Cognitive behavioral therapy (CBT) is a type of talk therapy (psychotherapy). During every session you talk about situations you’ve encountered during the week, the thoughts, how you felt and outcomes. You have to be honest and lay down all of your cards on the table, good and bad.
Basically CBT works like this:
Image source: Stress Free Teacher
You have a thought, which influences your emotions, physical self and behavior. By becoming aware of negative thoughts, you can assess and reshape your thoughts into new ones to influence your self, behavior and emotions. This CBT concept is what I am trying to use to address negative thoughts in this PTO project.
Even after weeks of sessions I’ve had with my therapist, I’m still having issues with my father’s death. I’ve become very good at catching a negative thought to stop myself from thinking about it for hours on end (eg. his death was my fault). As well, I’ve started eating again, am back to work and not sobbing my eyes out daily; but still having issues with completely wiping the negative thoughts out.
My therapist tells me that you can never wipe out your thoughts, but CBT will help you live with them by making them influence you less. I guess the other alternative is that when I get older I’ll probably get dementia and not remember anything…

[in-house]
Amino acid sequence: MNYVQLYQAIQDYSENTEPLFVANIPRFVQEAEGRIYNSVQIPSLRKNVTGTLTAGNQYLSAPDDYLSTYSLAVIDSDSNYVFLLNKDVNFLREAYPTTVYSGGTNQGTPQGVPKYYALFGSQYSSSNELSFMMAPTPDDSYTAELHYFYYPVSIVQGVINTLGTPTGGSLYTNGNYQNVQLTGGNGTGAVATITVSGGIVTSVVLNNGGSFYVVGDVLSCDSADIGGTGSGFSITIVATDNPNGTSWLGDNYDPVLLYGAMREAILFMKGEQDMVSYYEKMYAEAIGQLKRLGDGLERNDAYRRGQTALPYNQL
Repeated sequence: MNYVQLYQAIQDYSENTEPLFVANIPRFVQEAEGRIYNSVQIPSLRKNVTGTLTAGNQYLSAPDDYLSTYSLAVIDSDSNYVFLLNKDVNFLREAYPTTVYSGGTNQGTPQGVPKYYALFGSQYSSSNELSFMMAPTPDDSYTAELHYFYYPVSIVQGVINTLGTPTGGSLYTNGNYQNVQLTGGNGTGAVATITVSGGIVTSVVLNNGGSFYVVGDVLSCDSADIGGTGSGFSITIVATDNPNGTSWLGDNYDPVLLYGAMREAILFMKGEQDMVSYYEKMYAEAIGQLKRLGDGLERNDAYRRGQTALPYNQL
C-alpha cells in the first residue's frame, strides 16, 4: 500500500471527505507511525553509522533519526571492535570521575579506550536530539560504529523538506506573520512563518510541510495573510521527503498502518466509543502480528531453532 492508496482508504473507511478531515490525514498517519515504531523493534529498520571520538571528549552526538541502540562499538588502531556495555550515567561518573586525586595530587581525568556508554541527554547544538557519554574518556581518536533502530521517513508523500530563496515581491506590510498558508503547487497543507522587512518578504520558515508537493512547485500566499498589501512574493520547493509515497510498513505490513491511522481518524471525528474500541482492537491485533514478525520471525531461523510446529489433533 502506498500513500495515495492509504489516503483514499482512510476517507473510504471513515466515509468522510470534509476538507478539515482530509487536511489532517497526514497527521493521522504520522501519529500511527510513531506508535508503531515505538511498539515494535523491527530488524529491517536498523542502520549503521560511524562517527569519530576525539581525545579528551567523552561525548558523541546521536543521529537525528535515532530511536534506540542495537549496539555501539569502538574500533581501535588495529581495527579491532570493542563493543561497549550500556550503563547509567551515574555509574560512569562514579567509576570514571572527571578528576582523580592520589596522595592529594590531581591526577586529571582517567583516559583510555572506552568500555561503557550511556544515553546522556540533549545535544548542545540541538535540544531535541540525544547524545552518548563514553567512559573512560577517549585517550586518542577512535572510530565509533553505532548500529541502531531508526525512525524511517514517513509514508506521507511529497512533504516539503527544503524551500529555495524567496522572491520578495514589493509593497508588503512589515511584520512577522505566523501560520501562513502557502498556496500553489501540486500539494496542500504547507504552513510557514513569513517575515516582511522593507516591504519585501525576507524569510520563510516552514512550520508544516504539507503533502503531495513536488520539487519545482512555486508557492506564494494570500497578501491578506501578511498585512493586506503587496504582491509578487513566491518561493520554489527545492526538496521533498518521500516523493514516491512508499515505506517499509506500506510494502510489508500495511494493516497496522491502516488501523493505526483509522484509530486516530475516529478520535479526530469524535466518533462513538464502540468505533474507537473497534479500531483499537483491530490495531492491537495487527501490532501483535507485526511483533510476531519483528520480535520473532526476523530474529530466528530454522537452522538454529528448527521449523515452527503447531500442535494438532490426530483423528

Doubt that CBT works invades my mind constantly, especially when I’m feeling so much guilt and have an inferiority complex. How can I not, since I was raised to carry lots of weight (first born, expectations for success) and am constantly told that I am never good enough (supposed to keep me humble)? CBT is a lot of work because you need to have confidence in yourself that you are doing the right thing and a lot of energy goes into reshaping negative thoughts to better/less harmful ones.
Lately I’ve been very tired since my baby isn’t sleeping properly, which means I don’t sleep. Instead of a brain-xercise this week, I’m going to share a poem which a friend dictated to me. She’s an AA member and this is read before every meeting. It gives me some strength for the days I feel exhausted from living.
Yesterday Today and Tomorrow
There are two days in every week
about which we should not worry,
Two days which should be kept free of fear and apprehension.
One of these days is YESTERDAY,
With its mistakes and cares,
Its faults and blunders,
Its aches and pains.
YESTERDAY has passed forever beyond our control.
All the money in the world cannot bring back YESTERDAY.
We cannot undo a single act we performed;
We cannot erase a single word we said.
YESTERDAY is gone.
The other day we should not worry about is TOMORROW
With its possible adversities, its burdens, its larger promise.
TOMORROW is also beyond our immediate control.
TOMORROW, the sun will rise,
Either in splendor or behind a mask of clouds,
But it will rise.
Until it does, we have no stake in TOMORROW
For it is as yet unborn.
This leaves only one day – TODAY.
Any man can fight the battles of just one day.
It is only when you and I add the burdens of those two awful eternities
– YESTERDAY and TOMORROW –
That we break down.
It is not the experience of TODAY that drives men mad.
It is remorse or bitterness for something which happened YESTERDAY
And the dread of what TOMORROW may bring.
Let us, therefore, live but ONE day at a time.